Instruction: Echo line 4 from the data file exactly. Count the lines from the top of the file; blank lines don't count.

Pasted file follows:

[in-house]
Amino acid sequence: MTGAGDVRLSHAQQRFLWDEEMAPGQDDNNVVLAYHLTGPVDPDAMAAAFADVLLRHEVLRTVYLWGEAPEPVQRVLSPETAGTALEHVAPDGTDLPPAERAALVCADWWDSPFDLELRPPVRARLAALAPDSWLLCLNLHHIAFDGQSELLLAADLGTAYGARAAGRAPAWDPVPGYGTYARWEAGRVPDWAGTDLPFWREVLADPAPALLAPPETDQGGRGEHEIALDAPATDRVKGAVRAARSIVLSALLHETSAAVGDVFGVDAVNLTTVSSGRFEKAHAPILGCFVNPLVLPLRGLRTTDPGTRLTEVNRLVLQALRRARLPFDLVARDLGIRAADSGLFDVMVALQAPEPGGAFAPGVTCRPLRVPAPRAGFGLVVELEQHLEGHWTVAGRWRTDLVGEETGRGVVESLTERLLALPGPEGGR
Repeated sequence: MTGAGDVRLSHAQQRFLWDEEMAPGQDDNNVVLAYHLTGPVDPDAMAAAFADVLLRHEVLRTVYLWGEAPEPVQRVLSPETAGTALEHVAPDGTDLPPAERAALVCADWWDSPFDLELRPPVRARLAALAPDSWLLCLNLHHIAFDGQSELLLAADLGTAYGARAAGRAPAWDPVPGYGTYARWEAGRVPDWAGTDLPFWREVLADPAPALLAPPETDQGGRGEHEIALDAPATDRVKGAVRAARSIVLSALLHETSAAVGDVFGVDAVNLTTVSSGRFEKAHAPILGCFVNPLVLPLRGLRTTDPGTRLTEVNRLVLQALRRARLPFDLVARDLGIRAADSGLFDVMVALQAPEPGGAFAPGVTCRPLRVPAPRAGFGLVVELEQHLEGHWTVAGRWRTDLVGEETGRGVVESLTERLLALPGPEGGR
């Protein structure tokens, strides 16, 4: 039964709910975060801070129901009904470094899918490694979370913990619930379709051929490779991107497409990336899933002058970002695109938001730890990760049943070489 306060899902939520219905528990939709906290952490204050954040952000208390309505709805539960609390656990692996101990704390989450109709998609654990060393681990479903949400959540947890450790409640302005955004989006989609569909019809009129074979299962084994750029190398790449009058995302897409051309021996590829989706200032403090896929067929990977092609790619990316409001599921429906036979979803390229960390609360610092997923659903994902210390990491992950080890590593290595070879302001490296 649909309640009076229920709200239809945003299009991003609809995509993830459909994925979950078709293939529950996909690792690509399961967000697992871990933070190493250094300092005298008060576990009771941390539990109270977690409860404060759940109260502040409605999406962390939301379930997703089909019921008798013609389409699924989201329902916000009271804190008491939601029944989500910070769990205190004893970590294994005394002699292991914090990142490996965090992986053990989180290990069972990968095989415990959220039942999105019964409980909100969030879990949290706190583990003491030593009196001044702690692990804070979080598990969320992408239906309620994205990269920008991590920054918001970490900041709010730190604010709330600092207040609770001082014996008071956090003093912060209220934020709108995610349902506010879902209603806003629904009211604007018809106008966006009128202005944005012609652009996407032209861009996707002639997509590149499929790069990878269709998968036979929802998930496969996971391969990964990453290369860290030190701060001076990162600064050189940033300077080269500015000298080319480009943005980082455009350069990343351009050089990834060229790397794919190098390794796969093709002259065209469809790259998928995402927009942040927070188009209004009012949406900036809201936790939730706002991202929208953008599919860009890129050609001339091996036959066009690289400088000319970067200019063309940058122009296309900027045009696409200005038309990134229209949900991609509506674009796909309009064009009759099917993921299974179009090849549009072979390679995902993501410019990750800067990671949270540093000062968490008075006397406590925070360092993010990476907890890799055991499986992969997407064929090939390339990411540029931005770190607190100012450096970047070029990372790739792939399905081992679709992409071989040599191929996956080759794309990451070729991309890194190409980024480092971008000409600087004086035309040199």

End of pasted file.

């Protein structure tokens, strides 16, 4: 039964709910975060801070129901009904470094899918490694979370913990619930379709051929490779991107497409990336899933002058970002695109938001730890990760049943070489 306060899902939520219905528990939709906290952490204050954040952000208390309505709805539960609390656990692996101990704390989450109709998609654990060393681990479903949400959540947890450790409640302005955004989006989609569909019809009129074979299962084994750029190398790449009058995302897409051309021996590829989706200032403090896929067929990977092609790619990316409001599921429906036979979803390229960390609360610092997923659903994902210390990491992950080890590593290595070879302001490296 649909309640009076229920709200239809945003299009991003609809995509993830459909994925979950078709293939529950996909690792690509399961967000697992871990933070190493250094300092005298008060576990009771941390539990109270977690409860404060759940109260502040409605999406962390939301379930997703089909019921008798013609389409699924989201329902916000009271804190008491939601029944989500910070769990205190004893970590294994005394002699292991914090990142490996965090992986053990989180290990069972990968095989415990959220039942999105019964409980909100969030879990949290706190583990003491030593009196001044702690692990804070979080598990969320992408239906309620994205990269920008991590920054918001970490900041709010730190604010709330600092207040609770001082014996008071956090003093912060209220934020709108995610349902506010879902209603806003629904009211604007018809106008966006009128202005944005012609652009996407032209861009996707002639997509590149499929790069990878269709998968036979929802998930496969996971391969990964990453290369860290030190701060001076990162600064050189940033300077080269500015000298080319480009943005980082455009350069990343351009050089990834060229790397794919190098390794796969093709002259065209469809790259998928995402927009942040927070188009209004009012949406900036809201936790939730706002991202929208953008599919860009890129050609001339091996036959066009690289400088000319970067200019063309940058122009296309900027045009696409200005038309990134229209949900991609509506674009796909309009064009009759099917993921299974179009090849549009072979390679995902993501410019990750800067990671949270540093000062968490008075006397406590925070360092993010990476907890890799055991499986992969997407064929090939390339990411540029931005770190607190100012450096970047070029990372790739792939399905081992679709992409071989040599191929996956080759794309990451070729991309890194190409980024480092971008000409600087004086035309040199």